That, ladies and gentlemen, is a brilliant post. Thanks Josh, good read and I agree 100%. I’ve only sat on UCMJ juries (not quite the same obviously) but feel exactly as you do, it’s an honor.
So after we parted ways in the Army, I went on to do a bit of a stint as a courts and cops reporter at my hometown paper in upstate New York. This kind of innoculated me from actually serving on a jury (members of the media tend not to last past the first round of voire dire), but I did wind up watching the process happen more times than I can remember.
And you’re dead-on — people will do absolutely anything to worm out of appearing for jury duty. There are only a couple things I’d add to your post, which I thought was great (other than perhaps being a bit too reflexively charitable to this particular jury):
One is that the jury system’s demand for unanimity in decisions does a bit to protect outcomes from being purely the product of idiots. Yes, juries are composed “of people too dumb to figure out how to get out of jury duty,” but the basic requirements of a juror (even if this tends to be unwritten) include not knowing anything about the case let alone having feelings about people who may have committed the crimes involved — or at least a willingness to confess the same. Even despite this, the requirement that jurors all agree to the decision given to the judge means that the outcome is based much less on the loopiness or intelligence of any particular juror and more on the whole group’s ability to work through the extensive evidence presented within the framework of the instructions given by the judge before they’re sequestered. That’s why these things take north of 12 hours in very many cases.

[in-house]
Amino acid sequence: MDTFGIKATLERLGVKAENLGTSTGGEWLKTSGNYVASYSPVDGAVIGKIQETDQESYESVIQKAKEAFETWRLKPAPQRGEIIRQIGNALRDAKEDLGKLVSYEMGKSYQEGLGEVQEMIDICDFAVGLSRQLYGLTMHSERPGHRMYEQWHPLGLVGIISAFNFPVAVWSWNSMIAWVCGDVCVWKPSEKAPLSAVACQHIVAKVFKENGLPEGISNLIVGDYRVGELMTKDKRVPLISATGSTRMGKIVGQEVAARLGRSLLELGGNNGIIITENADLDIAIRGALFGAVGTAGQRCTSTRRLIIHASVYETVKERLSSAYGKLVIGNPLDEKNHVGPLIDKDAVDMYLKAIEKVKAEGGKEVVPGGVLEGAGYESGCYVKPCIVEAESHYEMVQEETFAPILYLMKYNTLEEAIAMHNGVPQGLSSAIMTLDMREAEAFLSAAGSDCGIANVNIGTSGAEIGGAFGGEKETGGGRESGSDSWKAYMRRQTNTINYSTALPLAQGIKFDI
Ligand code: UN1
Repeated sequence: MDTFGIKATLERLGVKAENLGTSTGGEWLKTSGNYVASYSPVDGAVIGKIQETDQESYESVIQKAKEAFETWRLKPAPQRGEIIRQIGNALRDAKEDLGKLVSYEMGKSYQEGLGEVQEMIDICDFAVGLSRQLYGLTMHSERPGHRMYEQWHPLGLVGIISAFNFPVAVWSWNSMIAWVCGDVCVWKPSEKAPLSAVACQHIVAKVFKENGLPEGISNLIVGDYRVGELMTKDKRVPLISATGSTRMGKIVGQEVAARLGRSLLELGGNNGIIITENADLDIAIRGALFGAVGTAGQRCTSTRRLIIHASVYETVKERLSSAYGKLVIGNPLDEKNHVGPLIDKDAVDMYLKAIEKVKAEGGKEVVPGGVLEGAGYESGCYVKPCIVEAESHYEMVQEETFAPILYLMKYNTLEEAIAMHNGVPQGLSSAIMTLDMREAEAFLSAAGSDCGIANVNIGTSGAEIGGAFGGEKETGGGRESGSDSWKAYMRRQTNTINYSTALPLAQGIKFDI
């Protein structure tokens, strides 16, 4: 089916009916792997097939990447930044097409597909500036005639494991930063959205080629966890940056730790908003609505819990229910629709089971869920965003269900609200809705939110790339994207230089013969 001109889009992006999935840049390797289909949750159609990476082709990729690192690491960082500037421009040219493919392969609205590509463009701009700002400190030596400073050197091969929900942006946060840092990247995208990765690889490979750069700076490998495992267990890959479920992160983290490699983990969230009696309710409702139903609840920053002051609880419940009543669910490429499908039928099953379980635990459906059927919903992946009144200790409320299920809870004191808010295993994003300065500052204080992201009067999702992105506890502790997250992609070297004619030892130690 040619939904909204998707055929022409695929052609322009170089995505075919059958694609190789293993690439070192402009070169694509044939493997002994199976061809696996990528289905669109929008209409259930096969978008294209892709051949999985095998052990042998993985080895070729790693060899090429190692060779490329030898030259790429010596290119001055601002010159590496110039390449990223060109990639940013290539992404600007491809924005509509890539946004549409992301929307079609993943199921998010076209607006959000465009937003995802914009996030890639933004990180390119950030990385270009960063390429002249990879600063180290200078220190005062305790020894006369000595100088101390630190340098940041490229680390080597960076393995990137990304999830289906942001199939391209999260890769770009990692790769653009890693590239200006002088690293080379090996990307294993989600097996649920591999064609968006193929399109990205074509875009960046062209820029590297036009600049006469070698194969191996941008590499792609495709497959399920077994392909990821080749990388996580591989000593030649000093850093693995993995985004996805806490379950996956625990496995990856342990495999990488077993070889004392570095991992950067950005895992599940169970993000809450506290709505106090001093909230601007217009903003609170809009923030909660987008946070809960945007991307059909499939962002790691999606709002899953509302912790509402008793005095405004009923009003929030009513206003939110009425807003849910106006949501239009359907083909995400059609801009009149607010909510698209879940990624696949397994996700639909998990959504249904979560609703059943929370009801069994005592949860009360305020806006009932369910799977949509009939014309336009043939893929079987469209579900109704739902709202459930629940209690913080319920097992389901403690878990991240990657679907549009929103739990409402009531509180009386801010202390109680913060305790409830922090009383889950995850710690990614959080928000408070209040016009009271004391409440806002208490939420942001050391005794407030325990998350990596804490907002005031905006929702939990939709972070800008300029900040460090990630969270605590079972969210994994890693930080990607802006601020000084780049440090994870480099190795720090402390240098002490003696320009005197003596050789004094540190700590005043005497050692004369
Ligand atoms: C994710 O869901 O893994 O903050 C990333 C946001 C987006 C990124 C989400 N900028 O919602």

And that kind of brings me to the second point I’d add – that when these proceedings are given national or even local popular attention, we tend to make snap decisions about them based on any number of personal factors. People get upset or joyous depending on whether the outcome is what they’d been rooting for from the beginning, which I think is what John Steinbeck referred to (perhaps incorrectly) as “teleological thinking” in his nonfiction “Lof from The Sea of Cortez.” If an outcome is what we wanted, then the system worked; if it isn’t, then something must be wrong. It’s working backwards from a conclusion, which has caused problems in other walks of life, to put it briefly.
Anyway, that’s probably a longer comment than you’d want, but it was what I thought on reading this – as well as reflecting on my own and others’ reactions to the trial. Glad to read your stuff again pal, it’s been a while.
No, it’s always cool to hear you chime in on stuff. I respect your perspectives. Great points! And thanks for the well wishes. You are the guy who started me on this whole blogging thing. T-Blog!
I love me some jury duty! I remember your Facebook post and I remember saying the same thing. I served on a medical malpractice suit and it was a great experience. The doctor got off but then I found out a year later, while watching the news, that his license was revoked. I felt a little guilty.
You only can judge what you know at the time. I’m just glad you recognized jury duty is a small way we can keep things going. It’s not like it was a two-year mandatory stint in uniform or anything 😉